|User’s votes are weighted by their contribution to the site (log10 contribution). In addition, the user who created the observation gets an extra vote.|
|I’d Call It That||3.0||5.71||1||(Alan Rockefeller)|
sum(score * weight) /
(total weight + 1)
it was the color that was curious.
yes Christian, I see where the gills started to stick; I also see where they reach the cap edge and they are NOT close.
just think what we’ll be able to do with a decent specimen. ;)
if that green color was purely anomalous, well then, NBD, and we can move on to, ahem, greener pastures.
it is a curious amanita, and the full story has not yet been told.
I will wait for better material, in both my amanitas and your humor attempts! ;)
You have discovered a new Amanita species with distant gills. Never seen before. Congratulations.D.
for posting that fine example of flattened mushy gills with age!
if you look carefully at BakerSt’s example however, you can see the individual gills where they meet up with the cap edge…and they are widely spaced, not flattened and mushy. Was it starting to go? Of course. And it was pretty much gone by the time I saw it days later, altho I could still get useful info from the fruit body, like size and volva texture.
But what caught our eye was the color…the rest was just looking hard for other differences…maybe real, maybe imagined.
a fresh specimen will tell the tale a whole lot better…if one shows up.
Here are some thick-gilled, distant to sub-distant gilled Amanitas for you. That’s how they look when they get under the weather.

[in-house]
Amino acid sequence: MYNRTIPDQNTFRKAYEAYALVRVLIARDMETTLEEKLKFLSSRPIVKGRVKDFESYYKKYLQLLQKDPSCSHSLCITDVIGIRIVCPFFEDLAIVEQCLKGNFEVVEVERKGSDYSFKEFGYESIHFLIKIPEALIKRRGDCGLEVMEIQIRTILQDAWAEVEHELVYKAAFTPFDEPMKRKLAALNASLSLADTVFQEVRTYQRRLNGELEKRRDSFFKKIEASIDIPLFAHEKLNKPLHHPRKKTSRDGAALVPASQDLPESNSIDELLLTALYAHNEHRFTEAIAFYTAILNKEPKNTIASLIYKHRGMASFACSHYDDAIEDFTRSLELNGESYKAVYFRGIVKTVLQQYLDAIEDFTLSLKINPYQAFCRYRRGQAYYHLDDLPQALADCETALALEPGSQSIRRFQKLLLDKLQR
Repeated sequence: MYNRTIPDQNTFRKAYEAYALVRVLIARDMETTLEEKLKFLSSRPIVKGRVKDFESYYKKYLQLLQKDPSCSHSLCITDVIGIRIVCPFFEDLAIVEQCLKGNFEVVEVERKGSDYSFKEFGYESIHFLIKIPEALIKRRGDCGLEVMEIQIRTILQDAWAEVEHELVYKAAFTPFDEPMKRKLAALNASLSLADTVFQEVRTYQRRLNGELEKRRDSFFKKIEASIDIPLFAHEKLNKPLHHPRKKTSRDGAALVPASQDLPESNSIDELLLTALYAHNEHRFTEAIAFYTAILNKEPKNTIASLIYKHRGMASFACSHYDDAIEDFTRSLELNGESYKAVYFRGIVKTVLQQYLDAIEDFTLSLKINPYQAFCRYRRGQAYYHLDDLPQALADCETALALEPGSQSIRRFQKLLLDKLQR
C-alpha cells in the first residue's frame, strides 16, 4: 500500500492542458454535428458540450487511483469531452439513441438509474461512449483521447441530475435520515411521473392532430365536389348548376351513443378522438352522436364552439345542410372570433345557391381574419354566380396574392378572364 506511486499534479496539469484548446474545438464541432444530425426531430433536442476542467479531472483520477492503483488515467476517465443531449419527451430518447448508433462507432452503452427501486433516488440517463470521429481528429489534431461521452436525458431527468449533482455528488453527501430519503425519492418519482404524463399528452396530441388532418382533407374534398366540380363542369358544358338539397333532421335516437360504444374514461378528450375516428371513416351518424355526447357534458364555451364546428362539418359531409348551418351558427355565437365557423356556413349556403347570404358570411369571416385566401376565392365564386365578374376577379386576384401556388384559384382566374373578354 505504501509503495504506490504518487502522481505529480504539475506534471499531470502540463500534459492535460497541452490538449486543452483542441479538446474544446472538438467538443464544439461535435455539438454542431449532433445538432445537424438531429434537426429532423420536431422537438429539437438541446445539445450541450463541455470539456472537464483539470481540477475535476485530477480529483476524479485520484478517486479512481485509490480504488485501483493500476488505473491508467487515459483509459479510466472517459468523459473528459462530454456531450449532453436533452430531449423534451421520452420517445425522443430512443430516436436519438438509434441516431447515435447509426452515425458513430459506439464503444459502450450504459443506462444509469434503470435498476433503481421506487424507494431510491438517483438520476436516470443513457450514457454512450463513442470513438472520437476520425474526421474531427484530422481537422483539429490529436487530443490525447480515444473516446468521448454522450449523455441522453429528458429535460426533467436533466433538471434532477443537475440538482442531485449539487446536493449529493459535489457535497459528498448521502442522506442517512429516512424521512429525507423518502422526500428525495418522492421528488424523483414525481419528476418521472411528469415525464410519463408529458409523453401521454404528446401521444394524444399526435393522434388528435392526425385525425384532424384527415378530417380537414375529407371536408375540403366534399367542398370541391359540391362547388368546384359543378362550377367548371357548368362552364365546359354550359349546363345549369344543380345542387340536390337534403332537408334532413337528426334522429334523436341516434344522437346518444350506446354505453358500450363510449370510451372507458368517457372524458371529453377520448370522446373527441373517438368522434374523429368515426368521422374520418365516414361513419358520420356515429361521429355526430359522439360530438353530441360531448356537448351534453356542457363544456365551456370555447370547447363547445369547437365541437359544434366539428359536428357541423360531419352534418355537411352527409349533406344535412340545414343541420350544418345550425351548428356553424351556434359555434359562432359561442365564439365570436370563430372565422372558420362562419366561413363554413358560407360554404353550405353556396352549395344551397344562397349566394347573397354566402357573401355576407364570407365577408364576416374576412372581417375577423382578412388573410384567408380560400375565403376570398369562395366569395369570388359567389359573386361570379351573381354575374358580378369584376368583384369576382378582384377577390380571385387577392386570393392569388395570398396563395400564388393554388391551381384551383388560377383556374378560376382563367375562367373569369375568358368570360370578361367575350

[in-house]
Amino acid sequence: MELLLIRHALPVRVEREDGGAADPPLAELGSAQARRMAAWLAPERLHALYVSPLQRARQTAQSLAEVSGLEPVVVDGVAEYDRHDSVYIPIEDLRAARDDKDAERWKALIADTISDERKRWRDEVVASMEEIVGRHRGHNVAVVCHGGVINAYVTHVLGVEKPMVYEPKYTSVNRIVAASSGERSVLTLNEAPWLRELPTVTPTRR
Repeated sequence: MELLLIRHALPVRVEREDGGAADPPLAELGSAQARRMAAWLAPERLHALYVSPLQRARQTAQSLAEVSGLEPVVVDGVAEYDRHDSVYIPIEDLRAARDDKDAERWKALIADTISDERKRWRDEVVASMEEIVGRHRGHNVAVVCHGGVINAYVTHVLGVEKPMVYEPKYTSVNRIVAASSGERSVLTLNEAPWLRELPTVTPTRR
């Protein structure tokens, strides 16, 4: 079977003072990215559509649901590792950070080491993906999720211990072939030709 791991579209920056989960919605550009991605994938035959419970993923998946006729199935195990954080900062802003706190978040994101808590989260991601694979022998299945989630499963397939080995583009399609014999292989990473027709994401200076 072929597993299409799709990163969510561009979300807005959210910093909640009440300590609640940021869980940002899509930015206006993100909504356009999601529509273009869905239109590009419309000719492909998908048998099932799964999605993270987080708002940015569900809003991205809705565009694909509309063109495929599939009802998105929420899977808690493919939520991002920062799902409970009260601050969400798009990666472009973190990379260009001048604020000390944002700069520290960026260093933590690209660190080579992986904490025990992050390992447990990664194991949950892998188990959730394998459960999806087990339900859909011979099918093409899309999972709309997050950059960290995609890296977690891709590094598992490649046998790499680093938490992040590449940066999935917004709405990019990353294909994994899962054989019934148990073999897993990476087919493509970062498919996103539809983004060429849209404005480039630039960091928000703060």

The end result..
Compare on left and right… the beaten old and the fresh, crowded gills…
As usual Christian your level of attention is correct. The mushroom did appear to be an older specimen. It did have a soft spot on the back side of the pileus photos. However it was solid to the touch and the color threw me. I’ll see if I can find it again tomorrow.
it’s all conjecture, but those gills are widely spaced and quite odd for an amanita, and the ones on the left side of the cap are not a bit rotten or stuck together to my eye. when gills collapse in a normal, aging amanita they don’t form larger discrete widely spaced gills..they just stick, flatten and turn to mush.
I’ll wait for BakerSt to give us his opinion on this curious find, since he was the only one to handle it and a rotten mushroom is pretty darned unmistakeable in hand. It’s general gestalt (other than the gills and color) reminds me of the aprica group amanita that we find in Cyn. and Huckleberry.
But darn it, we need the fruit body in hand!!! I knew there were cool fungi down the canyon at Cyn. yesterday when I was walking Huckleberry…I could smell them! ;)
It does look like it is water logged and beginning to rot. As Christian suggested, the gills are just sticking together.
the stipe looks perfectly solid. If that base doesn’t continue on rooting (which my mind created for me where it was cut off in the photo) then it could be section amanita. It would be super useful if you collected some of these really unusual fungi that you come across in your wanderings. Otherwise, we’re all just blowing hot air on these IDs.
I am not convinced that green color is “rot”, and those gills are decidedly weird.
But without the specimen in hand we’ll never know…
I think the gills are rotting and collapsed together, and the cap is probably suffering from a similar affliction.
UV on the cap makes me think Section Muscaria.
Surprised me when I found it. Sorry did not collect it.
if you didn’t already save it, can it still be saved?
looks like a lepidella but what a crazy green color on that cap. was the color true?
And those oddly forking widely spaced and thick gills.
Created: 2011-03-07 19:28:04 CST (-0600)
Last modified: 2011-03-09 01:54:44 CST (-0600)
Viewed: 268 times, last viewed: 2017-02-04 09:05:26 CST (-0600)